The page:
Casino operator Las Vegas Sands has belatedly joined the list of major operators who have decided to curtail operations on the Las Vegas Strip to reduce further spread of the Covid-19 coronavirus.
On Tuesday, Sands announced that it was closing its Venetian and Palazzo resorts in Las Vegas until at least April 1 “out of an abundance of caution and in line with recent guidance from federal and state governments” regarding limiting further spread of the coronavirus.
Sands president Rob Goldstein said “these are clearly challenging times for our country and our community” and the company’s “most important commitment is the one we have made to the health and safety of our team members and guests. Right now, the best way to fulfill that commitment is by asking people to not come to work.”
Goldstein acknowledged that while the company might “hope this closure is a short-term necessity, we are realistic that it may be a prolonged event.” Goldstein assured staff that the company was committed to paying them during the shutdown, that no layoffs or furloughs were being contemplated and the closure won’t affect employees’ health care eligibility.
Tuesday’s announcement marked an about-face from the company’s statement earlier in the week that it intended to keep its Vegas casinos open while cancelling certain on-property events, frequently disinfecting slot machines and closing a staff cafeteria to limit close contact.
Sands rivals MGM Resorts and Wynn Resorts previously announced that they would close their Las Vegas Strip casinos on Tuesday. Other operators, including the fiscally challenged Caesars Entertainment, have decided to keep their gaming floors open, along with “select restaurants, bars, pools and shopping centers,” while closing their buffets.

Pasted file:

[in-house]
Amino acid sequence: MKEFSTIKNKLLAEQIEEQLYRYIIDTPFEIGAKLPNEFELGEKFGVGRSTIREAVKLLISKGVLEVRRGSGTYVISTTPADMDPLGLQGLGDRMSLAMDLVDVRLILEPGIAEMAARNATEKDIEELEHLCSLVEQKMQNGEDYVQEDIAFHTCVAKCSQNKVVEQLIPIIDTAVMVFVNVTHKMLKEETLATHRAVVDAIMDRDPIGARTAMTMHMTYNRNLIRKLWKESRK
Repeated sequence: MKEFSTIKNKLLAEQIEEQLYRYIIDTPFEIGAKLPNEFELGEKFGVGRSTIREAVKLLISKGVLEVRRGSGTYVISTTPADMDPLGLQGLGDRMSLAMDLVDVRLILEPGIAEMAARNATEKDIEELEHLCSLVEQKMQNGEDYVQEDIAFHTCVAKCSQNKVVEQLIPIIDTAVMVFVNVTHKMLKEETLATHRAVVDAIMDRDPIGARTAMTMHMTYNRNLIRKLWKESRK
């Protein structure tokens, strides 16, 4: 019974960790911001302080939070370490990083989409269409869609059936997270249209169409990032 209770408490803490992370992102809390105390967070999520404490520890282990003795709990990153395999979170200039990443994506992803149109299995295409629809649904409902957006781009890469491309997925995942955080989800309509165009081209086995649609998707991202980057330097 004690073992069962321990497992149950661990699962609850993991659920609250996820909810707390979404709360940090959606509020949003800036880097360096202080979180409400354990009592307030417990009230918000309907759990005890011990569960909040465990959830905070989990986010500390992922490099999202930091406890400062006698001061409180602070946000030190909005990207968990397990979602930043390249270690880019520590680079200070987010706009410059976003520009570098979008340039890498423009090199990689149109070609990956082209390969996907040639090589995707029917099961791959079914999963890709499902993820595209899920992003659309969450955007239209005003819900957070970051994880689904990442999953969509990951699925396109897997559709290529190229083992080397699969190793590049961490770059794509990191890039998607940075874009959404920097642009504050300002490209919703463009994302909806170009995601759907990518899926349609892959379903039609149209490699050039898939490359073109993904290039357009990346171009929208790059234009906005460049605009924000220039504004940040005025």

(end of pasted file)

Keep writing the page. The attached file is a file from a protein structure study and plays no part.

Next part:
Also staying open are Station Casinos properties, albeit with some ‘social distancing’ requirements. Phil Ruffin’s Treasure Island and Circus Circus properties are also keeping their doors open with similar sanitizing and distancing policies.
BAILOUT CALLS GROW LOUDER
On Monday, the American Gaming Association, which represents both commercial and tribal gaming operators, issued a public plea for “elected leaders” to initiate “actions that provide liquidity to allow us to support employees.”
On Tuesday, Reuters reported that the National Indian Gaming Association (NIGA) had put a figure on its members’ financial needs, asking the US House of Representatives to provide $18b in federal aid to help tribal casinos “continue paying all employee’s salaries and benefits.”
The $18b figure represents a 2% share of the $850b financial stimulus package proposed by President Trump on Tuesday, roughly equivalent to Native Americans’ share of the US population.
Trump and his administration have yet to speak publicly regarding the hospitality sector’s role in any federal bailout, but Trump has a vested interest in shifting some federal bucks their way. While Trump divested his casino holdings years ago, his organization runs the Trump International Hotel and Tower on the Strip in a partnership with Ruffin.